While certain satellite communications technologies, mobile phones for example, are finding a niche in homeland security, others such as satellite-based asset-tracking systems are still awaiting discovery by a broad base of users.
In the immediate aftermath of Hurricane Katrina, which knocked out terrestrial communications in coastal areas of Louisiana, Mississippi and Alabama, mobile phones were flying off the store shelves as rescue organizations such as the Federal Emergency Management Agency (FEMA) arrived and began setting up operations. And while there was some grumbling that these agencies should have been better equipped beforehand, it now seems clear that such assets are indispensable.
“The big story with that was that most of FEMA and the first responders didn’t have enough phones, and that some didn’t have any,” said David Cavossa, executive director of the Satellite Industry Association of Arlington, Va. “That draws attention to the critical nature of satellite communications, which is good news for the satellite industry.”
Cavossa said the need for relief agencies to have satellite phones became apparent after the Sept. 11 terrorist attacks, but added that getting the message across to the Department of Homeland Security (DHS) has proved difficult. The DHS was carved out of several federal departments that had domestic security-related functions included in their responsibilities.
“It’s been a slow process,” Cavossa said. “After DHS was formed after 9/11, trying to find the right person or people to talk to about this has been very difficult. The satellite industry, just as any telecommunications industry, has been trying to establish the right contacts, and reach the right people to get them to start thinking about this. There’s been some progress, but not nearly enough.”
The DHS needs to stock up on satellite phones and bandwidth before disasters strike, Cavossa said.
“I call satellites the invisible structure; the only time you hear about them is when something else goes wrong,” Cavossa said. “Some entity, whether it be the Department of Homeland Security or the Department of Defense, needs to buy that capacity, buy those phones. Even if they don’t use it on a day-to-day basis, that way it is ready to be used during a time of crisis.”
Kirk Whitworth, a spokesman for the DHS, declined to answer questions for this story.
Despite what he characterized as the government’s inadequate preparedness for Katrina in the area of communications, Cavossa said the relevant authorities at least are beginning to recognize that mobile phones have an important role to play. The same cannot be said yet of other satellite-based technologies, such as vehicle and industrial asset-tracking systems.
“Asset tracking hasn’t taken off yet,” Cavossa said. “It is one of those things that could be great: if you could have a little device on every container going from one part of the planet to another, and track it around the globe, using real time data. There’s great potential there, but it hasn’t been used yet to the level it should be.”
Asset tracking via satellite has a number of homeland security-related applications, ranging from vehicle-fleet and logistics management to determining whether shipping containers have been tampered within transit.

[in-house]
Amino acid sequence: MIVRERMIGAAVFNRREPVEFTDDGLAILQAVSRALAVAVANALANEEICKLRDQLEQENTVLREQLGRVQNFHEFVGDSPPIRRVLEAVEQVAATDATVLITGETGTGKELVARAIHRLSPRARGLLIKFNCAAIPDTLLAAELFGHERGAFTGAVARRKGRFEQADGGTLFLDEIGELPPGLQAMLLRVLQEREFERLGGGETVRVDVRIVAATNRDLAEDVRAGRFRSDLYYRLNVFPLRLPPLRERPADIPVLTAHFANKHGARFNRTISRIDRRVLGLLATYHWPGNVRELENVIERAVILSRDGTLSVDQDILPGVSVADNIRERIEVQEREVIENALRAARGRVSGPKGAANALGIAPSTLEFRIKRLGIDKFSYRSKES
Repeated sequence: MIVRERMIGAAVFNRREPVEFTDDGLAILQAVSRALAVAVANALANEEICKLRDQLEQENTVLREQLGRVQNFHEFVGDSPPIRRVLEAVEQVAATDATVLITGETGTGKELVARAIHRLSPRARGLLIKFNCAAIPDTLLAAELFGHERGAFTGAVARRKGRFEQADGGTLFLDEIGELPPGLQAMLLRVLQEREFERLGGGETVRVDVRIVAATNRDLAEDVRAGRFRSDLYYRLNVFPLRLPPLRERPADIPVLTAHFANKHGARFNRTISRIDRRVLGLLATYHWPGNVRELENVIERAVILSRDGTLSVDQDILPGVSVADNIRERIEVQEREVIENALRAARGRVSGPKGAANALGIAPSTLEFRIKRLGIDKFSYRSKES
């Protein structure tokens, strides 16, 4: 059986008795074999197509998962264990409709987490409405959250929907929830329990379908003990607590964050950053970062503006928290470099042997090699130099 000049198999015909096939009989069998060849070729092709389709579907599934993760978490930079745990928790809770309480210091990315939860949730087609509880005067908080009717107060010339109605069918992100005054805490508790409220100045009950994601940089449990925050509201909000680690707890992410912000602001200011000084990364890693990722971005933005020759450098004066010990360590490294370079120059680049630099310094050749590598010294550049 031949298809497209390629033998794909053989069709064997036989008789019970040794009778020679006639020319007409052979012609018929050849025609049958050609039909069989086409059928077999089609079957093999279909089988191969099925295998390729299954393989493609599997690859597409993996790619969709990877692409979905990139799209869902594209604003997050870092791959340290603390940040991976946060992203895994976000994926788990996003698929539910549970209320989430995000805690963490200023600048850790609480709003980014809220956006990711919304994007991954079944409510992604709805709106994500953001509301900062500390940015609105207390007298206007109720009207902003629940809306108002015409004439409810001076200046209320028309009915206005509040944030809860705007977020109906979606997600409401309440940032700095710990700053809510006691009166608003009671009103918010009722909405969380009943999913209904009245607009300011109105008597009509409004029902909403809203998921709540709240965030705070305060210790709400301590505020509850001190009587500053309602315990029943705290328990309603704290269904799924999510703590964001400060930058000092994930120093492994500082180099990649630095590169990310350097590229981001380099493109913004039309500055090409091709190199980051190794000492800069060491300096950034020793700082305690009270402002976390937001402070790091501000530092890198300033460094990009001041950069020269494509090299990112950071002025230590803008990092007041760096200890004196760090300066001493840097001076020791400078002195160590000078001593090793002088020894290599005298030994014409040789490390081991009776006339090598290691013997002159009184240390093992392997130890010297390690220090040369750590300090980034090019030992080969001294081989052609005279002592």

“It’s still a very small percent of our business,” said Marc Eisenberg, executive vice president of sales and marketing at Orbcomm of Dulles, Va. Orbcomm operates a fleet of low Earth-orbiting satellites that relay messages and other data anywhere on the globe.
Eisenberg said that while interest in satellite technology for homeland security applications is high, there haven’t been very many contracts awarded.
“The whole industry is looking at various applications, from the container traffic coming into the United States, to border patrol stuff,” Eisenberg said. “All of that is very interesting and very exciting, and provides great potential, but we haven’t seen huge deployments.”
Eisenberg attributes the slow response to relatively new technologies to bureaucracy.
“I think it’s just the government,” Eisenberg said. “We have had some partnerships and worked on some projects, but mostly its pilot projects and stuff like that.”
Orbcomm did one pilot project with the Port of New York, partnering with Northrop Grumman of Los Angeles to put small electronic seals on shipping containers and tracking them through various ports throughout the world, said Dean Brickerd, Orbcomm vice president of technical services. The containers were intentionally tampered with while the ships were at sea to test the effectiveness of the system. The devices were able to successfully track the ship and pick up when there was interference from an outside source.
Brickherd said companies are waiting for feedback from the government before introducing new technologies or applications. “I think a lot of companies are waiting for the U.S. government to mandate what they want,” he said. “They’re not going to spend money until they know what the government wants.”
But asset tracking via satellite is in fact on the government’s radar screen. FEMA is one of the high-profile clients of an asset-tracking system that operates over the Globalstar mobile satellite phone network.
Globalstar of San Jose, Calif., has seen a spike in usage of its AxTracker system after Hurricane Ivan hit Florida in 2004.
Dennis Allen, senior vice president of sales and marketing for Globalstar, says that FEMA has been able to keep track of its assets considerably better since the implementation of the AxTracker technology.
“Prior to this, FEMA was losing a very large portion of their assets,” Allen said. Since the product was introduced following Hurricane Ivan, FEMA has recovered all of its assets, he said.
FEMA also uses the technology on its 18 -wheeler trucks, which store emergency and medical supplies, Allen said.